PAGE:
“Prelude”, a dulcet trumpet solo, gives way to the mesmerizing rendition of Horace Silver’s late 1950s composition “Moon Rays”, with which Makaya McCraven and Joshua Ramos underpin with a skittering, almost drum-n-bass flow. Marquis says, “I learned that tune when I was a sophomore in high school in an after-school program called the Merit School of Music. The melody is so beautiful and so singable.”
The mood simmers down for Marquis’ take on Victor Young and Ned Washington’s classic ballad “My Foolish Heart.” In addition to the subtle, R & B rhythmic flourishes lurking underneath, Marquis’ makeover also stars Christie Dashiell, who brings a soothing, sunny verve to the fore, as his muted trumpet interjects melodic asides.
Amorous overtones continue with a stunning reading of Jimmy Van Heusen and Johnny Burke’s “Polka Dots And Moonbeams”, of which Marquis almost plays entirely solo on flugelhorn, which allows listeners to fully luxuriate inside his velvety tone and graceful improvisation.
With the help of percussionist Juan Pastor, the tempo picks back up with an Afro-Cuban take on Donald Byrd’s mid-1960s burner “Fly Little Bird Fly”, another tune highlighted by Harold Green III’s uplifting prose. This tune is especially personal for Marquis, because Byrd is one of his biggest and earliest jazz influences. He says, “When I was in high school, he was the cat that I wanted to sound like. I was on a mission to find every record that Donald Byrd was on.”
The Chicago connection between Marquis Hill and the material becomes seven more pronounced with the delightful cover of “Maiden Voyage”, a mid-1960s standard, written by fellow Windy City native Herbie Hancock. On Marquis’ version, he slowed the tempo and dropped the key to G-flat to give the evocative composition darker hues.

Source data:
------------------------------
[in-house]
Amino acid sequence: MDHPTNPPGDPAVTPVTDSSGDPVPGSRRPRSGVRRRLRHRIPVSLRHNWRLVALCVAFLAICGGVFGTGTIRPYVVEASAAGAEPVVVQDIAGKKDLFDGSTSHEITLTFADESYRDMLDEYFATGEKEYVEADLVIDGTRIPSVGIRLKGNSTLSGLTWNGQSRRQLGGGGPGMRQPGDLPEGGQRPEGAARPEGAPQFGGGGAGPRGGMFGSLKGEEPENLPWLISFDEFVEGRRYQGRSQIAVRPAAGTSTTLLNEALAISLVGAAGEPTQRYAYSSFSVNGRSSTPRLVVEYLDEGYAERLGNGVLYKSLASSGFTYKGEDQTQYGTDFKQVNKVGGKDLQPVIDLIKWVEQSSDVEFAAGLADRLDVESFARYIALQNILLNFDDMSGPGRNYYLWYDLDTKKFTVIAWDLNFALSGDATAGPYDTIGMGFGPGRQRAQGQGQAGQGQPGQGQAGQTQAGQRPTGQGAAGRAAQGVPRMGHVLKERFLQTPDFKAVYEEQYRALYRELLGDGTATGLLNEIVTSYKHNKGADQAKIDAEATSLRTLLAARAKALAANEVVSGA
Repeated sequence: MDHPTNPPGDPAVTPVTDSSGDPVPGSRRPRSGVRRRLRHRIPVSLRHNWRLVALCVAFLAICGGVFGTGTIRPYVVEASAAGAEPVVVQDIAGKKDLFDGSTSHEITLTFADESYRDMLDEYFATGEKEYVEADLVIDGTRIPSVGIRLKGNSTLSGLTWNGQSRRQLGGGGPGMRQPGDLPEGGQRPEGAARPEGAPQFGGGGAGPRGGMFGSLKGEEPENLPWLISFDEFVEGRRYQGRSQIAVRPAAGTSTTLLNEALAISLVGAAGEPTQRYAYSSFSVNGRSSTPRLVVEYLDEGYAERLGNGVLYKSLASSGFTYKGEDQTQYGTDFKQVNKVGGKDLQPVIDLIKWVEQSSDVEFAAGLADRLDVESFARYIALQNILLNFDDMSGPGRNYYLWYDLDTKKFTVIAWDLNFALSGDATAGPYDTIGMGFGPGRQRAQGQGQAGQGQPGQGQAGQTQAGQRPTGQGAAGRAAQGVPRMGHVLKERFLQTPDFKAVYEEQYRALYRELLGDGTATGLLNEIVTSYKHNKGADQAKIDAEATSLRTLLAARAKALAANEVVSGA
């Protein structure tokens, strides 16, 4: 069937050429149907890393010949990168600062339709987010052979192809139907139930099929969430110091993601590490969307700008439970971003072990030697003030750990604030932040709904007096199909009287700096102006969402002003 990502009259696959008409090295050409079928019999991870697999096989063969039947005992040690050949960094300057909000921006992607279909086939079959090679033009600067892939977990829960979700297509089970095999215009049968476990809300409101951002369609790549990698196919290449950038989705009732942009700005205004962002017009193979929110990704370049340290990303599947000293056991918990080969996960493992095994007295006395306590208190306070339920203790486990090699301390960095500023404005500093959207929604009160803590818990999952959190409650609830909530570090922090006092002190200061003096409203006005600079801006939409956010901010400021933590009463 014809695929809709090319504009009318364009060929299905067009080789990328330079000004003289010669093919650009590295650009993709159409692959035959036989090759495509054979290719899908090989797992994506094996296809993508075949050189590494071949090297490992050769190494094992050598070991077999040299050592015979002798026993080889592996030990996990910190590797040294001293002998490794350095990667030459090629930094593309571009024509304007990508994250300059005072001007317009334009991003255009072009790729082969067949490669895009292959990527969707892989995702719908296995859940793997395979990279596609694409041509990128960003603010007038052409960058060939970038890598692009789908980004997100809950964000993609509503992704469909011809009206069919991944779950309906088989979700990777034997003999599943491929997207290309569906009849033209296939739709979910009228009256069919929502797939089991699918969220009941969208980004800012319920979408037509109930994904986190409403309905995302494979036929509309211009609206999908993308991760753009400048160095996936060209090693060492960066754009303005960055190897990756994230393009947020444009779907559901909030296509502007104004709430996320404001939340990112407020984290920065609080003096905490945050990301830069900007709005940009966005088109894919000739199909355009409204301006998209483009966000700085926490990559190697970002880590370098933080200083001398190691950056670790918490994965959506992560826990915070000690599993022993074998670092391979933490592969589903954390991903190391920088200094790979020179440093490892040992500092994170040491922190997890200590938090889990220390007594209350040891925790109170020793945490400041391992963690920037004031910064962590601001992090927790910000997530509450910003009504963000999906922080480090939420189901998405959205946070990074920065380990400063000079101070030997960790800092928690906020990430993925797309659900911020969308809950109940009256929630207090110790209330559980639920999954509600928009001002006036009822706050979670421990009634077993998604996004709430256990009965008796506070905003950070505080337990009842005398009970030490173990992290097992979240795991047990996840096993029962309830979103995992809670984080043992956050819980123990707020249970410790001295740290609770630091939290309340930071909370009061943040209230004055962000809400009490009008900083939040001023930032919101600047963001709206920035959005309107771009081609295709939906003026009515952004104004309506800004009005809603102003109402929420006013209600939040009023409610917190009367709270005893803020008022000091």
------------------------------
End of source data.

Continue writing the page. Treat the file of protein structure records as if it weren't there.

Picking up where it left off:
After bursting through a flinty exploration through the Thelonious Monk mid-1960s staple “Straight No Chaser”, Marquis digs deep into the post-bop canon and unearths Carmell Jones’ rare 1965 tune, “Beep Durple”, on which the frontline horns deftly tackle the tricky melody atop a fractured yet forward motion rhythmic bed. The rendition also features trombonist and fellow-Chicagoan Vincent Gardner of the Jazz at Lincoln Center Orchestra.
Peruvian rhythms burst forth from Juan Pastor’s drumming on “Juan’s Interlude”, before the album concludes with an Afro-Latin 7/4 version of Charlie Chaplin’s 1936 signature tune “Smile”. This rendition makes a fitting conclusion for “The Way We Play”, an impressive refurbishing of old favorites with a decidedly 21st century twist.
This album is definitely worth checking out, and consider adding it to your collection. I certainly enjoyed the music.
That’s it for this session of the Jazz Lounge. You can always reach me at: email@example.com. I want to thank all of you who have reached out. Your kind words are very much appreciated.
Until next time, stay cool & keep it jazzy!